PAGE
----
22nd Annual Mark Roskill Symposium
By Nicholas Dahle, First year MA student | Wednesday, July 27, 2022
By Nicholas Dahle, First year MA student
Wednesday, July 27, 2022
Every year the second-year graduate students of the University of Massachusetts, Amherst, Department of the History of Art and Architecture, organize a symposium and invite a guest speaker to give a presentation followed by a scholarly discussion with selected panelists. The keynote lecture for the Fall 2021 Roskill symposium was given by Professor Charmaine A. Nelson, Tier 1 Canada Research Chair in Transatlantic Black Diasporic Art and Community Engagement at the Nova Scotia College of Art and Design. The keynote lecture was entitled, “He is remarkable for…wearing a Handkerchief tied round his Head”: Resistance as Escape and Cultural Retention in the Canadian Fugitive Slave Archive. The lecture abstract is as follows:
Scholarship on Transatlantic Slavery has long benefited from the often-exhaustive data published in the fugitive slave archive. Ubiquitous throughout the transatlantic world, fugitive slave advertisements were commonly placed by slave owners seeking to recapture enslaved people who had fled. Such notices commonly provided specific, invasive detail about an enslaved person’s body, dress, skills, languages, and even gestures and mannerisms. Fugitive slave advertisements were complex and contradictory. Such notices were written by white slave owners who documented enslaved flight and sought both to justify slavery and to recapture the enslaved. However, the advertisements also routinely disclosed the bravery, intelligence, and resilience of those who ran away, alongside elements of their cultural practices; their retention of African traditions, and their adaptation under the burden of creolization. This lecture will explore the weaponization of the visual culture of print across the Americas as a technology of white supremacy and a source of ongoing trauma for the enslaved. It will also examine, recuperate, and interpret traces of slave culture and self-care which were disclosed in print.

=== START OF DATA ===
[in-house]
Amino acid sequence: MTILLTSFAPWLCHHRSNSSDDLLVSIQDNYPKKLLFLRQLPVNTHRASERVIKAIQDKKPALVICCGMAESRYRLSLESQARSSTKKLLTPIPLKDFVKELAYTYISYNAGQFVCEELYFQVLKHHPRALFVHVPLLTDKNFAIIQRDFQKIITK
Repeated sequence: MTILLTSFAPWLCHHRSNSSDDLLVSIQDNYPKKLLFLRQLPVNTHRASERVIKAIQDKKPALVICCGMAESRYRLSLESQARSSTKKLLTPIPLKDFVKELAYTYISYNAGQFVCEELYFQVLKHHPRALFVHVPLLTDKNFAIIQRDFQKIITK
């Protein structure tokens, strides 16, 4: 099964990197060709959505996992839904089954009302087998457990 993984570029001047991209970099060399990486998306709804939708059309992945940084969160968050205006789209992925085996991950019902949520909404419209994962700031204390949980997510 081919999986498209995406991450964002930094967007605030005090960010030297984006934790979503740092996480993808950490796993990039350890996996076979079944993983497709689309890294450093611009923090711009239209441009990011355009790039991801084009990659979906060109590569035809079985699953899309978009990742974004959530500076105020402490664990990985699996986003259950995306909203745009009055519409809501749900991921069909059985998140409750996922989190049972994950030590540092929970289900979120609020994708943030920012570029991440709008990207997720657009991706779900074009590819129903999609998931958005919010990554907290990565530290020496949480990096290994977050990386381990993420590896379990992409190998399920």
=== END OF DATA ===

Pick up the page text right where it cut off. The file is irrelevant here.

Professor Nelson’s lecture was complemented by commentary from the panelists: Professor Dwight Carey (Art History, Amherst College), Professor Anne E. Kerth (Afro-American Studies, UMass) and Professor Daphne Lamothe (English, Smith College).
After the symposium, a dinner was hosted by the second-year graduate students, where both faculty and graduate students conversed with the keynote speaker and panelists.